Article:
It's your first opportunity to sit down and discuss your potential asbestos-mesothelioma case with an attorney. Here's what to expect, and what to ask so you can be sure your case is in the right hands. Ask a lawyer free.
Do You Have an Asbestos Case?
If you've been diagnosed with mesothelioma, an asbestos attorney will probably be willing to consider your case without any sort of initial medical exam, since mesothelioma is always linked to asbestos exposure. The same is true if you've been diagnosed with asbestosis or some other asbestos-related disease. If you don’t have symptoms of an asbestos disease, or have not been diagnosed with one, the attorney may want to take the case on a conditional basis.
If so, be sure to get clear answers on what additional steps you need to take, and when you can expect your potential case to be reviewed again. Also, a state law called the statute of limitations will determine the amount of time you have to file a lawsuit, so ask what the attorney will do if that deadline is close.
If all or a significant amount of your exposure occurred in a different state than where you now live, you should also ask if the attorney is able to sue defendants in the exposure state, or if the case can be referred to another attorney who does practice in that state.
What About Attorney's Fees and Case Costs?
Asbestos cases are customarily taken on a contingency fee basis, meaning that the attorney will take a percentage of whatever you recover via settlement or court judgment, rather than billing you by the hour. The attorney will also usually advance "costs," such as court filing fees or document copying expenses, and deduct them from your recovery. 33 percent is a standard contingency fee.
Before signing a fee contract, be sure you understand how the attorney’s fees are calculated.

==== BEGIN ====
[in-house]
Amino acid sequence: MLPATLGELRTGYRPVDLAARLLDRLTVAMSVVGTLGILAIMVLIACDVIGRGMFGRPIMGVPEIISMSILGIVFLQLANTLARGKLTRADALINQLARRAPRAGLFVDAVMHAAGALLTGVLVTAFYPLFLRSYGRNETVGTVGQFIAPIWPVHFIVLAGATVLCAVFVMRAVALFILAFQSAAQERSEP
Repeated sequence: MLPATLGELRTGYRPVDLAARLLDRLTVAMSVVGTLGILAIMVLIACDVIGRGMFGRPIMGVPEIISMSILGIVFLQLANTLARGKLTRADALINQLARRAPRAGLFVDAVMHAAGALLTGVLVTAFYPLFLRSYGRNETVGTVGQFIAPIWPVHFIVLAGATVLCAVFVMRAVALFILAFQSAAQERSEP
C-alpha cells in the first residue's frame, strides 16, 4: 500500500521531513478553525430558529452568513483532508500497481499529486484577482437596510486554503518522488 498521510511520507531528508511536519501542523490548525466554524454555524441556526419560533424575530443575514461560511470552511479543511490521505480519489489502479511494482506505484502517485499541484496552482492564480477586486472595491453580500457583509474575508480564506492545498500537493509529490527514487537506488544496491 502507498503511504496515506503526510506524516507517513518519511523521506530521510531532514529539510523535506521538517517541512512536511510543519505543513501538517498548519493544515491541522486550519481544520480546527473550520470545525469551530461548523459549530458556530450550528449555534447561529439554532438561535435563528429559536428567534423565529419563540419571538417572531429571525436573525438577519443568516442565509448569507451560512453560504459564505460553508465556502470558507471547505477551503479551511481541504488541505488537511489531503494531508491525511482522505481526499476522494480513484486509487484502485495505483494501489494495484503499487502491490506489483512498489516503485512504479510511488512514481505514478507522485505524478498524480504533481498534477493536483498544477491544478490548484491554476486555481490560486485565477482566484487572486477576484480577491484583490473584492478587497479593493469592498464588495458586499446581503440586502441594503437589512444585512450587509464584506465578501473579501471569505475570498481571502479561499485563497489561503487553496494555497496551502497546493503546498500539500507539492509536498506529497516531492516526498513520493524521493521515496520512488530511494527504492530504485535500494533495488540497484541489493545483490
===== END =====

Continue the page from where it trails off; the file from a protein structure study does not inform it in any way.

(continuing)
Is the contingency fee deducted from the settlement before or after costs are paid out of it? (Generally the fee is taken first, but not always.)
What does lawyer mean
Does the percentage go up when the case is assigned a trial date or if an appeal is involved?
What are costs likely to be, and when are they going to be incurred?
Are you liable for any of the costs if there is no settlement?
Questions About the Timeline of an Asbestos Case
The first question for many claimants is, “How long will my asbestos case take?” If you are very ill, ask the attorney if the court where you're filing your asbestos-mesothelioma lawsuit has a process for getting your case “fast track” or “preferential” status.
Regardless of your health, you should ask some other questions about timing:
How long will it be before your case is filed?
How long will the case be active before the court sets a trial date, and how far out is the trial date likely to be?
When are you likely to be asked to give a deposition?
What are other important events that affect the length of the case?
The second question for many people is, “Will this go to trial?” The answer is usually “No,” because very few cases make it that far, but you should ask what this law firm's experiences has been in these kinds of cases, especially if you have a strong preference against going to trial.
Timeline and Settlement Questions
A reputable asbestos attorney will probably not estimate the dollar value of your potential claim. The size of any settlement you receive will depend upon a number of factors, including how serious your illness is, how and when you were exposed to asbestos, whether the defendant is solvent or bankrupt, and how much your illness has affected you financially.
However, you can ask what sort of companies you are likely to be making claims against and how many of them there are. Although a large number of defendants doesn't guarantee larger settlements, knowing the size of the case will give you a picture of how involved it is likely to be.
Lawyer career facts
Additionally, many of the manufacturers and suppliers of asbestos-containing products have filed for bankruptcy and established trust funds for asbestos claimants. This may be a significant part of your case, so you should ask what bankruptcy claims are likely to be made, and how long they take.
The Attorney-Client Relationship
For a lawsuit to work well, the client and attorney need to be able to trust each other. If you don’t understand something the attorney has said to you in answer to any of your questions, ask again. You should also ask about the other people in the office you are likely to be interacting with: paralegals, legal secretaries, or other assistants.
Finally, although you are hiring a lawyer, having an active lawsuit requires some participation on your part. Be sure to ask what your obligations as a client will be. (More tips on finding the right asbestos lawyer and being a good personal injury client.)